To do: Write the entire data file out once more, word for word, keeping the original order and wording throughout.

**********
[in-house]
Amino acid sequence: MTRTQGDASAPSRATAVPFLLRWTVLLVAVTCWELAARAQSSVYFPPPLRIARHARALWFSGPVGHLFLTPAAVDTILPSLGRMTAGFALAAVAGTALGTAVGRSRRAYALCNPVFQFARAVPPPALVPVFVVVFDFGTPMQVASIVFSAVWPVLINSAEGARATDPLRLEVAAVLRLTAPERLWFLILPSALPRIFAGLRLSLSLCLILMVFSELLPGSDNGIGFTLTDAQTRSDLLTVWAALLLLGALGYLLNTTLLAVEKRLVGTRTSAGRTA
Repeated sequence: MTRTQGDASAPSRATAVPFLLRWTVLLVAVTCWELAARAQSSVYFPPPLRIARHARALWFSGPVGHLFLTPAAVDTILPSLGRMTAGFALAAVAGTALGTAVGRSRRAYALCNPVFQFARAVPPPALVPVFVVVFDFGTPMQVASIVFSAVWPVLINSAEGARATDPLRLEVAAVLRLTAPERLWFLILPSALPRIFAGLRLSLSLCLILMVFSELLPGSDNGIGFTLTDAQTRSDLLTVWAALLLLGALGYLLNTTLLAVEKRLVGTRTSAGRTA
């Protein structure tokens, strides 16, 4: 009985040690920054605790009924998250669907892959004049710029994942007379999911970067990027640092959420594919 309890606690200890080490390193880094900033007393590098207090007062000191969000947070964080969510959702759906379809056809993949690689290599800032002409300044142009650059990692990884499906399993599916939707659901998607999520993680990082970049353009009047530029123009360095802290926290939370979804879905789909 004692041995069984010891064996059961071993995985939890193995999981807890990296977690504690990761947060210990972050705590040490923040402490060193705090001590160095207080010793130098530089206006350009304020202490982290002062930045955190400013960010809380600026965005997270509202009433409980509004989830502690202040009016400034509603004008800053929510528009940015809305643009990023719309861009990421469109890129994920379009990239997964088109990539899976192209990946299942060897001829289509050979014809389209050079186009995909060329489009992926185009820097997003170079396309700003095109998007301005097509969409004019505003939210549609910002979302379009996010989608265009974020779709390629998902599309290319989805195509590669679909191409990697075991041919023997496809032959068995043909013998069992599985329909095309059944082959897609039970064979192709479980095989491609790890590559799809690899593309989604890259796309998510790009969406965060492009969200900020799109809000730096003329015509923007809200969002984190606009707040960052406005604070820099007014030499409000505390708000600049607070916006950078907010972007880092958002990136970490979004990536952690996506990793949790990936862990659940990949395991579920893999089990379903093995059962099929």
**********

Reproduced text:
[in-house]
Amino acid sequence: MTRTQGDASAPSRATAVPFLLRWTVLLVAVTCWELAARAQSSVYFPPPLRIARHARALWFSGPVGHLFLTPAAVDTILPSLGRMTAGFALAAVAGTALGTAVGRSRRAYALCNPVFQFARAVPPPALVPVFVVVFDFGTPMQVASIVFSAVWPVLINSAEGARATDPLRLEVAAVLRLTAPERLWFLILPSALPRIFAGLRLSLSLCLILMVFSELLPGSDNGIGFTLTDAQTRSDLLTVWAALLLLGALGYLLNTTLLAVEKRLVGTRTSAGRTA
Repeated sequence: MTRTQGDASAPSRATAVPFLLRWTVLLVAVTCWELAARAQSSVYFPPPLRIARHARALWFSGPVGHLFLTPAAVDTILPSLGRMTAGFALAAVAGTALGTAVGRSRRAYALCNPVFQFARAVPPPALVPVFVVVFDFGTPMQVASIVFSAVWPVLINSAEGARATDPLRLEVAAVLRLTAPERLWFLILPSALPRIFAGLRLSLSLCLILMVFSELLPGSDNGIGFTLTDAQTRSDLLTVWAALLLLGALGYLLNTTLLAVEKRLVGTRTSAGRTA
């Protein structure tokens, strides 16, 4: 009985040690920054605790009924998250669907892959004049710029994942007379999911970067990027640092959420594919 309890606690200890080490390193880094900033007393590098207090007062000191969000947070964080969510959702759906379809056809993949690689290599800032002409300044142009650059990692990884499906399993599916939707659901998607999520993680990082970049353009009047530029123009360095802290926290939370979804879905789909 004692041995069984010891064996059961071993995985939890193995999981807890990296977690504690990761947060210990972050705590040490923040402490060193705090001590160095207080010793130098530089206006350009304020202490982290002062930045955190400013960010809380600026965005997270509202009433409980509004989830502690202040009016400034509603004008800053929510528009940015809305643009990023719309861009990421469109890129994920379009990239997964088109990539899976192209990946299942060897001829289509050979014809389209050079186009995909060329489009992926185009820097997003170079396309700003095109998007301005097509969409004019505003939210549609910002979302379009996010989608265009974020779709390629998902599309290319989805195509590669679909191409990697075991041919023997496809032959068995043909013998069992599985329909095309059944082959897609039970064979192709479980095989491609790890590559799809690899593309989604890259796309998510790009969406965060492009969200900020799109809000730096003329015509923007809200969002984190606009707040960052406005604070820099007014030499409000505390708000600049607070916006950078907010972007880092958002990136970490979004990536952690996506990793949790990936862990659940990949395991579920893999089990379903093995059962099929």